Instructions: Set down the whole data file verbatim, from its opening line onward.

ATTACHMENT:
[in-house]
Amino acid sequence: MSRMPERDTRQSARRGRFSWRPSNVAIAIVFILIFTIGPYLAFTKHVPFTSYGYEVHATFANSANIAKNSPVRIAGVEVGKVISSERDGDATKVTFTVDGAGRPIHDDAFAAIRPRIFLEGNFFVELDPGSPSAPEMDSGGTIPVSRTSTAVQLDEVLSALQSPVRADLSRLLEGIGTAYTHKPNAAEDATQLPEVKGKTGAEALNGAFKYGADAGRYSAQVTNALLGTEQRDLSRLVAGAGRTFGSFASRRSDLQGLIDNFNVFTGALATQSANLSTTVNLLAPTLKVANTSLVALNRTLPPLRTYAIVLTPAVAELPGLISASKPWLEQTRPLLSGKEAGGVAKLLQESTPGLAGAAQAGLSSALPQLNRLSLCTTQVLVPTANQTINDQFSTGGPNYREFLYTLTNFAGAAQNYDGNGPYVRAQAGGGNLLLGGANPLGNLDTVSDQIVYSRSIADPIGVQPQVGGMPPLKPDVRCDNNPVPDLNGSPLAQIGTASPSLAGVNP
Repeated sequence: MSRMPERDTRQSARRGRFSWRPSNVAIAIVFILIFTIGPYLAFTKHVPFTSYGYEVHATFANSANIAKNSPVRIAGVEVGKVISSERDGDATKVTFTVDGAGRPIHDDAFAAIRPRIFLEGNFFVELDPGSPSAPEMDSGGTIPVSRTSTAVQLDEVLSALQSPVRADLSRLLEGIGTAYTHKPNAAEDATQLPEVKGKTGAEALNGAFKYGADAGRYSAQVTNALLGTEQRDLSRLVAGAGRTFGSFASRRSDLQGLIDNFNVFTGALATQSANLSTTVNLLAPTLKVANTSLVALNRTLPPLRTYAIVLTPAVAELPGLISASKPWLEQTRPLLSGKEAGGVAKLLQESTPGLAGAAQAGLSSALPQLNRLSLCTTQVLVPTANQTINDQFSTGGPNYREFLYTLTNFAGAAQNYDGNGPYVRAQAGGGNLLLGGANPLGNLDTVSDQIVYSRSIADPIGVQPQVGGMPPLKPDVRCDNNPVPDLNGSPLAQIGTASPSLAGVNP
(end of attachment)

[in-house]
Amino acid sequence: MSRMPERDTRQSARRGRFSWRPSNVAIAIVFILIFTIGPYLAFTKHVPFTSYGYEVHATFANSANIAKNSPVRIAGVEVGKVISSERDGDATKVTFTVDGAGRPIHDDAFAAIRPRIFLEGNFFVELDPGSPSAPEMDSGGTIPVSRTSTAVQLDEVLSALQSPVRADLSRLLEGIGTAYTHKPNAAEDATQLPEVKGKTGAEALNGAFKYGADAGRYSAQVTNALLGTEQRDLSRLVAGAGRTFGSFASRRSDLQGLIDNFNVFTGALATQSANLSTTVNLLAPTLKVANTSLVALNRTLPPLRTYAIVLTPAVAELPGLISASKPWLEQTRPLLSGKEAGGVAKLLQESTPGLAGAAQAGLSSALPQLNRLSLCTTQVLVPTANQTINDQFSTGGPNYREFLYTLTNFAGAAQNYDGNGPYVRAQAGGGNLLLGGANPLGNLDTVSDQIVYSRSIADPIGVQPQVGGMPPLKPDVRCDNNPVPDLNGSPLAQIGTASPSLAGVNP
Repeated sequence: MSRMPERDTRQSARRGRFSWRPSNVAIAIVFILIFTIGPYLAFTKHVPFTSYGYEVHATFANSANIAKNSPVRIAGVEVGKVISSERDGDATKVTFTVDGAGRPIHDDAFAAIRPRIFLEGNFFVELDPGSPSAPEMDSGGTIPVSRTSTAVQLDEVLSALQSPVRADLSRLLEGIGTAYTHKPNAAEDATQLPEVKGKTGAEALNGAFKYGADAGRYSAQVTNALLGTEQRDLSRLVAGAGRTFGSFASRRSDLQGLIDNFNVFTGALATQSANLSTTVNLLAPTLKVANTSLVALNRTLPPLRTYAIVLTPAVAELPGLISASKPWLEQTRPLLSGKEAGGVAKLLQESTPGLAGAAQAGLSSALPQLNRLSLCTTQVLVPTANQTINDQFSTGGPNYREFLYTLTNFAGAAQNYDGNGPYVRAQAGGGNLLLGGANPLGNLDTVSDQIVYSRSIADPIGVQPQVGGMPPLKPDVRCDNNPVPDLNGSPLAQIGTASPSLAGVNP